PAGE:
"All right," said Billy Bunny. "I'll go down to the 3 and 1-cent store and buy a fly catcher." So off he went and pretty soon he came back with a great big fly catching box, and after he had set it down, they stood and watched the flies go in until it was so full that not another one could even poke in his nose.
"Now, Mr. Spider," said Billy Bunny, "there are maybe a trillion flies in that box, for the storekeeper told me it was guaranteed to hold that many, so please fix the town clock, for it would be too bad if the little boys and girls didn't know it was Christmas when it really came."
So the spider got out his little tool bag and climbed up the steeple and fixed that old town clock so well that it began to play a tune, which it had never done before, and all the people in Rabbitville were so delighted that they gave the spider a little house to live in for the rest of his days.
BILLY BUNNY AND THE TING-A-LING TELEPHONE.
Ting-a-ling went the telephone bell in Uncle Lucky Lefthindfoot's house, the kind old gentleman rabbit who was the uncle of Billy Bunny, you know.
And I only say this right here in case some little boy or girl should read this story without having seen all the million and one, or two, or three that have gone before.
So Uncle Lucky jumped out of the hammock where he had been swinging up and down on the cool front porch of his little house in Bunnytown, corner of Lettuce avenue and Carrot street, and hopped into the library and took down the receiver and said "Helloa! This is Mr. Lucky Lefthindfoot talking."
"Is that you, Uncle Lucky?" answered a voice at the other end of the wire. "This is Billy Bunny, and I'm lost in the Friendly Forest." "What!" cried the old gentleman rabbit, and he got so excited that he put the wrong end of the receiver to his left ear and got an awful electric shock that nearly wiggled his ear off. "Where are you now?"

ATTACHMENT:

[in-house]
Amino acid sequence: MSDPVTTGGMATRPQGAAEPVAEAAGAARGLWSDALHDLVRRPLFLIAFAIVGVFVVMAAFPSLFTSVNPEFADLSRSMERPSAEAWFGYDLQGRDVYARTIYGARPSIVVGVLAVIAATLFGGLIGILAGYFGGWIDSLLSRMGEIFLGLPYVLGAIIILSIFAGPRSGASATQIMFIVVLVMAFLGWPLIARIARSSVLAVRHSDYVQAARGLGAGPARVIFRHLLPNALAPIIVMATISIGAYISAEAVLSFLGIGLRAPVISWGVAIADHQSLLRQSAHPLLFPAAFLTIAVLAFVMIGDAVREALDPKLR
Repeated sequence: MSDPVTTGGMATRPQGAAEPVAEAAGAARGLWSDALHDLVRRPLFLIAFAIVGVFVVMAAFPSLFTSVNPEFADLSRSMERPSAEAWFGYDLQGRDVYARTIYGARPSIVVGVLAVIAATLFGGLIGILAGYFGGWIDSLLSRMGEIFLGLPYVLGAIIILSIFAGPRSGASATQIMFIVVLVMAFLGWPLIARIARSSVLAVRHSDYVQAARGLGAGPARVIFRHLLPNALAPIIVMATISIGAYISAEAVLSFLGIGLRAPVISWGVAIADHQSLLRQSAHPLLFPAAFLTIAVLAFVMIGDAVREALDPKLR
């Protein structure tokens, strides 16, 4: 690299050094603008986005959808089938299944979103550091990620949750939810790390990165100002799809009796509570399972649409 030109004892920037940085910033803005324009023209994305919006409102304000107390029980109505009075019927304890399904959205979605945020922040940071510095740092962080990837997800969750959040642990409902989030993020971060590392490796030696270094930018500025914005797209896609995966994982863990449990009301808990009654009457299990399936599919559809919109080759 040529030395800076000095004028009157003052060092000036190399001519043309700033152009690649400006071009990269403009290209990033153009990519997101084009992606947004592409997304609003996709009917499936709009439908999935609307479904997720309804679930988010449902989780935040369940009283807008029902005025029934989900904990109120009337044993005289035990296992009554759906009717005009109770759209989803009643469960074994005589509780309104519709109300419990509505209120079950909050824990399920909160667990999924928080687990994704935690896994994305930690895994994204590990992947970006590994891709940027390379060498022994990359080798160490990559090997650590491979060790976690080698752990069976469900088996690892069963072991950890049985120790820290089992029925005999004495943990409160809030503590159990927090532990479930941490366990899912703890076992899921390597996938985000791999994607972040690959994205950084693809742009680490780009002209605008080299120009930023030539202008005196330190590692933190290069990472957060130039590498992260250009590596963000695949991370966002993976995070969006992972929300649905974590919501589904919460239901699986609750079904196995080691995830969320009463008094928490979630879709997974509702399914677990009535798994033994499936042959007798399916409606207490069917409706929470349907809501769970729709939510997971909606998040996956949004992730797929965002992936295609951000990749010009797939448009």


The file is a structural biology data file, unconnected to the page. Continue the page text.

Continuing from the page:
"I don't know," replied his small nephew. "I'm lost, don't you understand?"
"Gracious, goodness mebus!" exclaimed the old gentleman rabbit, "then how am I to find you?"
"I don't know, but please do," said Billy Bunny sorrowfully, "for I'm dreadfully hungry, and I haven't got a single lollypop or apple pie left in my knapsack."
"Well, you just stay where you are and I'll get into the Luckmobile and find you," replied the old gentleman rabbit as cheerfully as he could, although he didn't know how he was going to do it, and neither do I, and neither do you, but let's wait and see.
So pretty soon, in a few short seconds, Uncle Lucky was tearing along the dusty road toward the Friendly Forest, and by and by he came to the house where his cousin, Mr. O'Hare, lived. So he stopped the automobile and knocked on the door, and as soon as Mr. O'Hare opened it, he said: "Jump in with me, for my little nephew is lost and I want you to help me find him."
So away they went into the Friendly Forest, and they looked all around, but, of course, there was no little rabbit that looked like Billy Bunny anywhere in sight. So Uncle Lucky and Mr. O'Hare got out, and after tying the automobile to a tree, they set out in different directions to find the little bunny. And Uncle Lucky went along a little path and Mr. O'Hare followed a small brook, and after a while the old gentleman rabbit heard a bird singing:
"I saw a little rabbit A-sitting by a tree, And I should say he'd lost his way-- That's how he looked to me."
"Where did you see him?" asked Uncle Lucky excitedly. But what the little bird replied you must wait to hear in the next story.
BILLY BUNNY AND THE RUNAWAY DOG.
You remember in the last story just as Uncle Lucky asked the little bird to tell him where Billy Bunny was I had to leave off for there was no more room in the story for me to add another word? Well, what the little bird said was:
"Follow the path, Mr. Lucky Lefthindfoot, 'till you come to a bridge, and then turn to your right, and pretty soon, if the little bunny hasn't hopped away, you'll find your lost nephew."